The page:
Nature Concept in Architecture: Play Park
The Hudson Crossing Park celebrates New York’s Erie Canal heritage and is a recreational space that inspires adults and children to gather and play. The Park and Pavilions exhibit a nature concept in architecture approach.
Glulam Pavilions – A Natural Choice
Originally conceived by Marlene and Alan Bissal to help support a capital campaign for a future Environmental Education Center, the Hudson Crossing Play Park promotes the environmental education of children and families through the park’s programs and also its construction.
All of the materials used are natural, from the earth, and were pieced together to form a labyrinth, a boat-shaped play deck, gardens, paths and pavilions. The pavilions designed by Eric Davenport and Andrew Allison are made of glulam materials: Glulams are conventional 2x lumber, glued together to form beams that result in a timber look and feel without sacrificing old growth forests for true timber materials. Also, glulams give designers the ability to shape them, like in the pavilions pictured below.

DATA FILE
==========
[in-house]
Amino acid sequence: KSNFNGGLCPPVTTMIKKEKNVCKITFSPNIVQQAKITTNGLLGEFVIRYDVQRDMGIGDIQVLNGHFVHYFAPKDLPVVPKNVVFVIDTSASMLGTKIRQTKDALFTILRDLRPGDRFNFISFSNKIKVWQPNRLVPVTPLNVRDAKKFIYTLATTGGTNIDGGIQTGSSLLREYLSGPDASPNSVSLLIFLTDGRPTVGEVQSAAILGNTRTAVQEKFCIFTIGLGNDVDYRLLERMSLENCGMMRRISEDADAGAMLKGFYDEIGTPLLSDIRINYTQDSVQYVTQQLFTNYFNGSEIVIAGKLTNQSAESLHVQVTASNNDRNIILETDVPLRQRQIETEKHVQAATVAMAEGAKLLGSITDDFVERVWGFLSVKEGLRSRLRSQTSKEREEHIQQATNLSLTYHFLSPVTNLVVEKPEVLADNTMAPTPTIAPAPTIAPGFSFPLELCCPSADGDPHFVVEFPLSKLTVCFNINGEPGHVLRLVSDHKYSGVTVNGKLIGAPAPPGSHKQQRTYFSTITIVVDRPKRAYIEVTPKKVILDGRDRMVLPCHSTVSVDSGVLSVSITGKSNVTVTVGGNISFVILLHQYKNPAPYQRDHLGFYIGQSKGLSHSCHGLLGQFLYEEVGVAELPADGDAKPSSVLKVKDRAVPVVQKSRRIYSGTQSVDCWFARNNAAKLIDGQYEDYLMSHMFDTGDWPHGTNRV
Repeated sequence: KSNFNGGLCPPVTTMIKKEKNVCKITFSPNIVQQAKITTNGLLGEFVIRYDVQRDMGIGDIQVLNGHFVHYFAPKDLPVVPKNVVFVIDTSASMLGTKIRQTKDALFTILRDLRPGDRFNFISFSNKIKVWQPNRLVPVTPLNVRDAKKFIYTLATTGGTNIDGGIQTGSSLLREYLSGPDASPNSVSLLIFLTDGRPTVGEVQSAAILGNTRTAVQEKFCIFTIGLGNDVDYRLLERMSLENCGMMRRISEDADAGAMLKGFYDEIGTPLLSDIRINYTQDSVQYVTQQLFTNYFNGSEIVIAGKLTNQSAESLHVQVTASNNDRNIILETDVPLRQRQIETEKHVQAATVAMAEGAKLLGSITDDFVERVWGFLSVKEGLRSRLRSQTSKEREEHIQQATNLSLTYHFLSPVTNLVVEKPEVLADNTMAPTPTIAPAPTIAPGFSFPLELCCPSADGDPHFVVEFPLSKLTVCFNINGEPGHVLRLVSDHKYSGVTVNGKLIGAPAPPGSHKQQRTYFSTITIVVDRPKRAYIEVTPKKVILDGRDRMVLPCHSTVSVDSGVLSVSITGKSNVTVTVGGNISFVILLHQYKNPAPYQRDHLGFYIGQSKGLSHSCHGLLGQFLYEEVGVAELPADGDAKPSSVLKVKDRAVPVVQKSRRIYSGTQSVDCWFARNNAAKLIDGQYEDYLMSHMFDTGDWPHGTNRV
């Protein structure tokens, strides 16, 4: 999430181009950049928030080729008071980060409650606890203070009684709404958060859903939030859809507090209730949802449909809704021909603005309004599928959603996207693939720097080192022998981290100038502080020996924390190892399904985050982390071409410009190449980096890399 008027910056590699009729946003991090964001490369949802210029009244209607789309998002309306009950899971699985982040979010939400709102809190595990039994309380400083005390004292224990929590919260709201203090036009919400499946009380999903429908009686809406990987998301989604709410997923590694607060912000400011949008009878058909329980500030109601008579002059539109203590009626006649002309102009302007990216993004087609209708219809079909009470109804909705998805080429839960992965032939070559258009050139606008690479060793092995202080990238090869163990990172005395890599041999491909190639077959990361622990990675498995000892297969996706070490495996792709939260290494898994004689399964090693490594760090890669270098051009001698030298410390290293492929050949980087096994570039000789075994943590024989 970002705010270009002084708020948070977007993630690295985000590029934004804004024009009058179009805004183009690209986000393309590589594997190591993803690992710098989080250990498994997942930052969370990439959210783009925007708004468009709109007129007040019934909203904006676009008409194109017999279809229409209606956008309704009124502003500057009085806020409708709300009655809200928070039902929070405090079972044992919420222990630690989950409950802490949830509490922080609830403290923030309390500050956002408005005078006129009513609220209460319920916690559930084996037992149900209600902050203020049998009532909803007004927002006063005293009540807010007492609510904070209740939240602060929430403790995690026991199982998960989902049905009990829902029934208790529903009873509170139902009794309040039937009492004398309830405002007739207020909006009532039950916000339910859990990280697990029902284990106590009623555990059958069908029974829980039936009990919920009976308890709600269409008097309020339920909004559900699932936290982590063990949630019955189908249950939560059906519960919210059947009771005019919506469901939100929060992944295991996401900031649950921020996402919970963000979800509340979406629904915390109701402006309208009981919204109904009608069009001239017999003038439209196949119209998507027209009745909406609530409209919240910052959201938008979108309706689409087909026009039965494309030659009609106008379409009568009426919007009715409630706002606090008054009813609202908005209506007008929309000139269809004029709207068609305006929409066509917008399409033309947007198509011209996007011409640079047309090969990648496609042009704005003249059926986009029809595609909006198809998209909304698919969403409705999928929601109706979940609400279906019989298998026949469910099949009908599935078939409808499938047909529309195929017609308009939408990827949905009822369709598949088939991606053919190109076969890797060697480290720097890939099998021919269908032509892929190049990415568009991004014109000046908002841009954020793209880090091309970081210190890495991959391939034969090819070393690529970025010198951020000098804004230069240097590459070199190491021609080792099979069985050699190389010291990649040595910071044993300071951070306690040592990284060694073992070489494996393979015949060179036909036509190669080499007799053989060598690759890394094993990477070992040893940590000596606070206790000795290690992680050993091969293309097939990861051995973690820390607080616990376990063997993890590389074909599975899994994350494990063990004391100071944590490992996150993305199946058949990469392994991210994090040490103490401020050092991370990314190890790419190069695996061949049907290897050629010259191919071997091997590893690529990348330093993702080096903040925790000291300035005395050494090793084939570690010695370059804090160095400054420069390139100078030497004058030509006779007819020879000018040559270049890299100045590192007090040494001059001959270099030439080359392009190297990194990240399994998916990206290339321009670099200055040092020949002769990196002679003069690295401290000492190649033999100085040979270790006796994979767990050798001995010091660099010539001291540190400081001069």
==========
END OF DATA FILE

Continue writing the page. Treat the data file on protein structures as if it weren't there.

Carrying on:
Two Pavilions were designed and built: on overlook pavilion (above and below) that evokes a bird-like animistic form. This pavilion serves as a beacon for boats coming up the Hudson and portions of the Erie Canal and marks the Hudson Crossing location. The Park is an important gateway to historic areas of Saratoga.
The Pavilion below, also made of natural materials and glulams, shelters the picnic area and is a place of gathering for groups. The Nature Concept in Architecture approach shows up in this larger pavilion: it’s animistic forms give children the impression of a dinosaur spine, a lumbering tortoise, or a bird’s flapping wings.
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Pavilion designs by Eric Davenport of LEAP Architecture and Andrew Allison of AJA Architecture and Planning, completed while employed by the Phinney Design Group.
Site design by Cardinal Direction Landscape Architecture, LLC
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